The Harper government has done a good job of silencing critics from within, bureaucrats and caucus members who disagree with the government’s often regressive and ideologically-driven policies on crime and justice. But the Cons face a formidable new foe who can’t be silenced or dismissed as a crackpot. Six months after retirement, a long-serving and universally admired architect of federal crime and justice measures, Mary Campbell (inset), has unleashed withering criticism of the Tories, calling their so called tough-on-crime measures a series of “slogans and failed policies” that reflect a “deep, visceral nastiness” and “do nothing to reduce or address crime.”
The federal politician who has stage managed some of the biggest changes in the federal prison system in its 178-year history is calling it quits. Public Safety Minister Vic Toews (inset) announced he’s quitting the federal cabinet and politics “in order to focus on my family and to pursue opportunities in the private sector.” (his full statement after the jump). Under Toews, the budget of Corrections Canada has swollen by more than 50%, from roughly $2 billion in 2006-07 to an estimated $3 billion in projected spending in 2012-13. Toews legacy likely will be that he permitted the creation of a dysfunctional, tax-sucking system more like the repressive penitentiary regime of the 19th century – a system that spews out angrier, more violent and embittered ex-convicts who are just as likely to commit more crimes. (UPDATE: July 15, 2013 Prime Minister Stephen Harper named Quebec MP Steven Blaney as Toews’ replacement)
Carmen Robinson should be 56, a greying boomer, perhaps an early retiree discovering the joy of life untethered from the daily grind. Time to sip mid morning lattes. Time to lounge with a favourite book. Time for family. Instead, Carmen (inset) is a smiling snapshot, a memory, a life with no conclusion. She also is a statistic, one of thousands of unsolved murders that have been accumulating in Canada in the past half century. Carmen was just 17 when she stepped off a bus a few blocks from her home in Victoria, British Columbia, on December 8, 1973. She vanished and was, it is presumed, murdered. Her body has not been found and her killer remains unknown.
A meagre, last-minute grant from the federal government has rescued the Canadian Resource Centre for Victims of Crime. The independent agency faced imminent shutdown without funding for 2013. Ottawa came through with $50,000, a paltry amount, that will allow the agency to function next year, though it will still have to scratch together additional cash.
An invaluable agency that operates on a shoestring budget, and provides critical service to victims in the criminal justice system, is in danger of shutting its doors. The Canadian Resource Centre for Victims of Crime is one of the few organizations that assists victims who wish to attend parole hearings of the criminals who victimized them. At a time when Ottawa is spending billions of additional dollars on prisons, how could it possibly allow this agency to disappear when it requires a minimum of just $100,000 to continue functioning?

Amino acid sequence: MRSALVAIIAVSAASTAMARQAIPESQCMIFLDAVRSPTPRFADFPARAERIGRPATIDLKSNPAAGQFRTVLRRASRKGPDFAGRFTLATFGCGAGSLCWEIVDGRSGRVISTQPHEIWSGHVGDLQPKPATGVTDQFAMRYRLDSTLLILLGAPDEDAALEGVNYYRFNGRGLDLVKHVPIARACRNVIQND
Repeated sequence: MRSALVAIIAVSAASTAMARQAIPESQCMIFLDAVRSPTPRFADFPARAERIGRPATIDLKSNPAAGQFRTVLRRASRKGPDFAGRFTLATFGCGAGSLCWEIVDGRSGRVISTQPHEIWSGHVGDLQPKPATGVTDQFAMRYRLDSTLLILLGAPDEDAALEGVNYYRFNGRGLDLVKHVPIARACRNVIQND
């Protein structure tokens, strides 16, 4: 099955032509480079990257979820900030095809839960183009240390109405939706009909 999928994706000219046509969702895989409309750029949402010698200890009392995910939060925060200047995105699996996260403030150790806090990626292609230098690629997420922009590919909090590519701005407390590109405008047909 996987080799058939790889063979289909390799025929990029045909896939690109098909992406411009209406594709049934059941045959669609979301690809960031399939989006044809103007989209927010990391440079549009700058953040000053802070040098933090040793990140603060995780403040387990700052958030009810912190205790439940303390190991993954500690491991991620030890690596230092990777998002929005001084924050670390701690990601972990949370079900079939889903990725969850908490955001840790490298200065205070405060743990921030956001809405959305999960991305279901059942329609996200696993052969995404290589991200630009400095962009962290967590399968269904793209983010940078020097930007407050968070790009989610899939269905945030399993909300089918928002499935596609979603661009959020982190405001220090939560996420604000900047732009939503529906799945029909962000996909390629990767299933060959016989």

Randjida Khairi is the 16th 17th person to die in Canada in the past two decades in an honour killing, a Canadian court has confirmed. Today, a jury convicted her husband Peer (inset) of second-degree murder in her slaying in Toronto in 2008. My research shows that there have been at least 15 16 previous deaths in cases that led to convictions since 1990. Peer Khairi, an Afghan immigrant, stabbed his wife five times and slashed her throat nearly through to her spine. The trial heard that he was enraged because of his wife’s defiance and because she had sided with their children who had adopted liberal, Western attitudes to clothing and dating.
UPDATED OCT. 15: This post has sparked a national letter-writing campaign – and media attention – spearheaded by a British Columbia woman, Sandra Martins-Toner, whose 16-year-old son Matthew was murdered. Martins-Toner, who started a victims’ rights group to press for changes to the justice system, says it’s an outrage that convicts get ice cream. She’s appealing through Facebook for help.
Corrections Canada is scrambling to build more prison cells to house thousands more inmates who’ll be imprisoned because of the Tory tough-on-crime agenda, but they’re mindful of appeasing those convicts with frozen treats. It’s all there on the government’s contracting website, MERX, where Corrections has hastily issued an appeal for bidders to plan and supervise the construction of spaces for 192 more inmates at Bath Institution, a medium-security prison near Kingston, Ontario. On the same website, you can find a Corrections call for proposals to deliver ice cream to several federal pens in Quebec, including the prison where serial child killer Clifford Olson is housed. The ice cream deal is worth a cool $43,000.
In just 3 days we’ll find out if Tory cabinet minister Stockwell Day was fibbing, or perhaps ad-libbing, or perhaps he’s prescient – when he said in August that the amount of crime that Canadians do not report to authorities is increasing. Day trotted out that strange non sequitur during a news conference when he was asked to justify the billions more the Conservatives plan to spend on prisons because of an agenda that will put many more people behind bars for longer periods. In 3 days, Statistics Canada will release a significant report that will reveal how much unreported crime is out there.